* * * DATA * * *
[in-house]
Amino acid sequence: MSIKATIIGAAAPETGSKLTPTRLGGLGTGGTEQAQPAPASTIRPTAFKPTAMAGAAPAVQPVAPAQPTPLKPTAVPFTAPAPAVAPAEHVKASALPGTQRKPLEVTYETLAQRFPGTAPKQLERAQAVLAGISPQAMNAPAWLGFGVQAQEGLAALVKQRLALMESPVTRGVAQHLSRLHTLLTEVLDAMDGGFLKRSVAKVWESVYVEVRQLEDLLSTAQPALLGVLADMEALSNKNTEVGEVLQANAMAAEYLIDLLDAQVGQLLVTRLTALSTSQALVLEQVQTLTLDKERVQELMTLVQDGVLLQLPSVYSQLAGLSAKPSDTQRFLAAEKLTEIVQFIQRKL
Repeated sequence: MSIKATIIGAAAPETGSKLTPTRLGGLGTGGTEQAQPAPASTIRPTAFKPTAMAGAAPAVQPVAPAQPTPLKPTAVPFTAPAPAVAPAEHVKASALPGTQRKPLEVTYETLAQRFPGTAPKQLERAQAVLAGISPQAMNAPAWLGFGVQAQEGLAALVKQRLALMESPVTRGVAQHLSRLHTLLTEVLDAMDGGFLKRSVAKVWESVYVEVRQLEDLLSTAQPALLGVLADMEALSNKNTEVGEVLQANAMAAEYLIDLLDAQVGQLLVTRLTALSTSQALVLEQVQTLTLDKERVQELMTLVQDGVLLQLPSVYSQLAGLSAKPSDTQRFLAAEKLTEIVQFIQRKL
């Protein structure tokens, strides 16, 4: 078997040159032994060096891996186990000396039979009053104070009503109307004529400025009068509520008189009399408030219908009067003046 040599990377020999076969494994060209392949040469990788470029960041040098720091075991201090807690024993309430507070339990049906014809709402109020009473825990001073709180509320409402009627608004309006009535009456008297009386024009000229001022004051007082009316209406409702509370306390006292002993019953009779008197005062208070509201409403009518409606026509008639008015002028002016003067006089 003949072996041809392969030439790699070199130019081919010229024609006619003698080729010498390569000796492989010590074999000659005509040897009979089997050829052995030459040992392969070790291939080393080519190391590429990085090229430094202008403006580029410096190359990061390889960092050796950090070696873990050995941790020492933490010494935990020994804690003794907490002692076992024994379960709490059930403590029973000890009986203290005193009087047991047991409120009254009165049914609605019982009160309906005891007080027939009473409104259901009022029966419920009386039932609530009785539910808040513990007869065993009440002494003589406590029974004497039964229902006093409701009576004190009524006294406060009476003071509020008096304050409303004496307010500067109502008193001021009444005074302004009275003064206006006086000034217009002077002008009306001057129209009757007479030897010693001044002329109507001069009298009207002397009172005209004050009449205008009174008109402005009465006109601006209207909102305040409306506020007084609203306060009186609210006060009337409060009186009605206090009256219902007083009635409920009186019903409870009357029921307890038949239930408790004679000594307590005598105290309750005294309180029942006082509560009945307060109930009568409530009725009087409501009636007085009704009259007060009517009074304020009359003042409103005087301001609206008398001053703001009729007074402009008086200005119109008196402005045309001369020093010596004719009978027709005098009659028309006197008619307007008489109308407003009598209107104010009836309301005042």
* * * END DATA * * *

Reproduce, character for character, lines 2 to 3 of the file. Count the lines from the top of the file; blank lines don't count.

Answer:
Amino acid sequence: MSIKATIIGAAAPETGSKLTPTRLGGLGTGGTEQAQPAPASTIRPTAFKPTAMAGAAPAVQPVAPAQPTPLKPTAVPFTAPAPAVAPAEHVKASALPGTQRKPLEVTYETLAQRFPGTAPKQLERAQAVLAGISPQAMNAPAWLGFGVQAQEGLAALVKQRLALMESPVTRGVAQHLSRLHTLLTEVLDAMDGGFLKRSVAKVWESVYVEVRQLEDLLSTAQPALLGVLADMEALSNKNTEVGEVLQANAMAAEYLIDLLDAQVGQLLVTRLTALSTSQALVLEQVQTLTLDKERVQELMTLVQDGVLLQLPSVYSQLAGLSAKPSDTQRFLAAEKLTEIVQFIQRKL
Repeated sequence: MSIKATIIGAAAPETGSKLTPTRLGGLGTGGTEQAQPAPASTIRPTAFKPTAMAGAAPAVQPVAPAQPTPLKPTAVPFTAPAPAVAPAEHVKASALPGTQRKPLEVTYETLAQRFPGTAPKQLERAQAVLAGISPQAMNAPAWLGFGVQAQEGLAALVKQRLALMESPVTRGVAQHLSRLHTLLTEVLDAMDGGFLKRSVAKVWESVYVEVRQLEDLLSTAQPALLGVLADMEALSNKNTEVGEVLQANAMAAEYLIDLLDAQVGQLLVTRLTALSTSQALVLEQVQTLTLDKERVQELMTLVQDGVLLQLPSVYSQLAGLSAKPSDTQRFLAAEKLTEIVQFIQRKL